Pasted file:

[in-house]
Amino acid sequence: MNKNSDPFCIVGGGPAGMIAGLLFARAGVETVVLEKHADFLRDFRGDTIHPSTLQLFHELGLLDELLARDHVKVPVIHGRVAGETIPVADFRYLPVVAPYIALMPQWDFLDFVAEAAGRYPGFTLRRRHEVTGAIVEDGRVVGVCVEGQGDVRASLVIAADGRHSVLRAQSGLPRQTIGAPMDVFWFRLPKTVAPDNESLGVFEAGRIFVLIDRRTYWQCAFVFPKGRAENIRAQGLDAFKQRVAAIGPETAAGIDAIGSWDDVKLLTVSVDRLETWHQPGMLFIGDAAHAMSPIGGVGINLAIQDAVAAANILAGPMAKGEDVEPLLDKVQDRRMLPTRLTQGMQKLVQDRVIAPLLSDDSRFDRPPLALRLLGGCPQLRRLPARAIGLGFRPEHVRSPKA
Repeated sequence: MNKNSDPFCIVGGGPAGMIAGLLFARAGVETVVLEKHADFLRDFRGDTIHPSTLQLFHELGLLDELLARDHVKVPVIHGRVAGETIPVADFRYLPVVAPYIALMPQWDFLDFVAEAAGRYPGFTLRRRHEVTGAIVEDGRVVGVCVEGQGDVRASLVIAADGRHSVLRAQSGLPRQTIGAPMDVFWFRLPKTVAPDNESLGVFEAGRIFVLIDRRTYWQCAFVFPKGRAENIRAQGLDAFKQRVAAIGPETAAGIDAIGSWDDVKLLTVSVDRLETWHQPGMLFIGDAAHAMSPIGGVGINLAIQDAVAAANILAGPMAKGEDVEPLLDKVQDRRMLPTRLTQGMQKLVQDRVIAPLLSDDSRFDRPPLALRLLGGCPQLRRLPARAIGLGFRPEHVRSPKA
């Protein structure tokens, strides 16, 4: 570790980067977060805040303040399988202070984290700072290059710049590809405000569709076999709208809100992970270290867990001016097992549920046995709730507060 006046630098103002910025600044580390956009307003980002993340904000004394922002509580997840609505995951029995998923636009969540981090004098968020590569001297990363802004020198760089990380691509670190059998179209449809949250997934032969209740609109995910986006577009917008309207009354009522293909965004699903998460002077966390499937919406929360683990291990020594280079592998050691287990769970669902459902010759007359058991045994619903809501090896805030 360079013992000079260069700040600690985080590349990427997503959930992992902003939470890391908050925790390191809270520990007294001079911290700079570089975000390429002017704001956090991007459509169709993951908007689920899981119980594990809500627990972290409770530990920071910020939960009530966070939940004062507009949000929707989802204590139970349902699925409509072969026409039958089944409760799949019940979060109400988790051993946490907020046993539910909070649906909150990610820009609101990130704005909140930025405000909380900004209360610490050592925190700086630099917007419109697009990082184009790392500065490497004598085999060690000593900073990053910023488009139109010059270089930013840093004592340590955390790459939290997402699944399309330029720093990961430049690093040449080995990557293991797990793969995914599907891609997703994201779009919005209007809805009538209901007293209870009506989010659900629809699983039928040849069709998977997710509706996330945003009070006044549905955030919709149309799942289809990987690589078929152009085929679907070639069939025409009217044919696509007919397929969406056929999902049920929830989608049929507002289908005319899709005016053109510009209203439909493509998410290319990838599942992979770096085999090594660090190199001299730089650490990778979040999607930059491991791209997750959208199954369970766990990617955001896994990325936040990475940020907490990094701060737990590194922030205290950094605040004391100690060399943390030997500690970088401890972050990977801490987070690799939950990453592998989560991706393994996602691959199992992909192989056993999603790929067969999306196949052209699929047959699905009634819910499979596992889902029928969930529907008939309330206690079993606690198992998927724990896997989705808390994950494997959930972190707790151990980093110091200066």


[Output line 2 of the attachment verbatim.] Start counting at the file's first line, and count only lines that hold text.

Amino acid sequence: MNKNSDPFCIVGGGPAGMIAGLLFARAGVETVVLEKHADFLRDFRGDTIHPSTLQLFHELGLLDELLARDHVKVPVIHGRVAGETIPVADFRYLPVVAPYIALMPQWDFLDFVAEAAGRYPGFTLRRRHEVTGAIVEDGRVVGVCVEGQGDVRASLVIAADGRHSVLRAQSGLPRQTIGAPMDVFWFRLPKTVAPDNESLGVFEAGRIFVLIDRRTYWQCAFVFPKGRAENIRAQGLDAFKQRVAAIGPETAAGIDAIGSWDDVKLLTVSVDRLETWHQPGMLFIGDAAHAMSPIGGVGINLAIQDAVAAANILAGPMAKGEDVEPLLDKVQDRRMLPTRLTQGMQKLVQDRVIAPLLSDDSRFDRPPLALRLLGGCPQLRRLPARAIGLGFRPEHVRSPKA